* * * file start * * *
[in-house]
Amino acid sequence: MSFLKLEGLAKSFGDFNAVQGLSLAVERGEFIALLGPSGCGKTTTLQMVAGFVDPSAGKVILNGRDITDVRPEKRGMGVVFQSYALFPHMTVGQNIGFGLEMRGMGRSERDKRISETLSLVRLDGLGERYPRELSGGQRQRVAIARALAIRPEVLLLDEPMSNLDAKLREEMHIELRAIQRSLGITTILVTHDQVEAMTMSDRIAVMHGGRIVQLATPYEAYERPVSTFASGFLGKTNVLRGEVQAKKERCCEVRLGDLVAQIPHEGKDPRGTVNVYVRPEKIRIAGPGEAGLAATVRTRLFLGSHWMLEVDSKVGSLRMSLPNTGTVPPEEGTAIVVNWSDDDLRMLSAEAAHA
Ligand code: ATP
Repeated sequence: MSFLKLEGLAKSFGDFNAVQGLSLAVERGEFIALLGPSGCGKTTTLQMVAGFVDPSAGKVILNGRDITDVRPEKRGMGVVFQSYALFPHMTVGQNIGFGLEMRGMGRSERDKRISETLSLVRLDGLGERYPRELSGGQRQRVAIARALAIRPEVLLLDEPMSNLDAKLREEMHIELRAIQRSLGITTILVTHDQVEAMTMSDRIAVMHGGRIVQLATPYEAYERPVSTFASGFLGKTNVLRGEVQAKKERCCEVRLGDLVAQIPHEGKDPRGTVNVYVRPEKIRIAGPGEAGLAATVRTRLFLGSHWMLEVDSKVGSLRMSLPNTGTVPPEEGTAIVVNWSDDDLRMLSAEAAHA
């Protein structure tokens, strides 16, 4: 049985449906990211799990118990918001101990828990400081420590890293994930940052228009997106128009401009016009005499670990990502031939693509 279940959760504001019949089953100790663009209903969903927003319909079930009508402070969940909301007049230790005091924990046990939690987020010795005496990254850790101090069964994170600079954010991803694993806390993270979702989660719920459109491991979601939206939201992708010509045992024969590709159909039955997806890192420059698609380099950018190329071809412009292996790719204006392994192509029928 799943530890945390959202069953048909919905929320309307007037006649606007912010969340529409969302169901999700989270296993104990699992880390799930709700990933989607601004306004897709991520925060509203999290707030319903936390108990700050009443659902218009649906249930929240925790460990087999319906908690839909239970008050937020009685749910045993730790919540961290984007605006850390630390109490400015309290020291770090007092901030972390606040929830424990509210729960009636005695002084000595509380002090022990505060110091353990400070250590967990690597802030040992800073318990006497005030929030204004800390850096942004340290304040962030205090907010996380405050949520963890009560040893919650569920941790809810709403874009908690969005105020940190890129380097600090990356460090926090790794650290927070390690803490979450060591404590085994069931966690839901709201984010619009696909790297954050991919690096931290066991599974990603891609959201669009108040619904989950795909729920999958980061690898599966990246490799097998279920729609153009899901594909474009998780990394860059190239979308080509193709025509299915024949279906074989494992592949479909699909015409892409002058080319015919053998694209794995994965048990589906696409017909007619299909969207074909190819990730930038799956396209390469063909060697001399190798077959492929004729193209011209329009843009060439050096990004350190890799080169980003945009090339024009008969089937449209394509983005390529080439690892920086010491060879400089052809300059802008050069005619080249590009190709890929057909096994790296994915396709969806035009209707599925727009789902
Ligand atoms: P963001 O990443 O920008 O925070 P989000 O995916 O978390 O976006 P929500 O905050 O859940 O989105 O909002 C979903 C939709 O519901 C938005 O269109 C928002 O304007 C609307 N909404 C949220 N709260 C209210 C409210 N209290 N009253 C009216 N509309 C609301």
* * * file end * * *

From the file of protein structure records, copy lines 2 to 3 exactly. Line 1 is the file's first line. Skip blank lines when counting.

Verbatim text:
Amino acid sequence: MSFLKLEGLAKSFGDFNAVQGLSLAVERGEFIALLGPSGCGKTTTLQMVAGFVDPSAGKVILNGRDITDVRPEKRGMGVVFQSYALFPHMTVGQNIGFGLEMRGMGRSERDKRISETLSLVRLDGLGERYPRELSGGQRQRVAIARALAIRPEVLLLDEPMSNLDAKLREEMHIELRAIQRSLGITTILVTHDQVEAMTMSDRIAVMHGGRIVQLATPYEAYERPVSTFASGFLGKTNVLRGEVQAKKERCCEVRLGDLVAQIPHEGKDPRGTVNVYVRPEKIRIAGPGEAGLAATVRTRLFLGSHWMLEVDSKVGSLRMSLPNTGTVPPEEGTAIVVNWSDDDLRMLSAEAAHA
Ligand code: ATP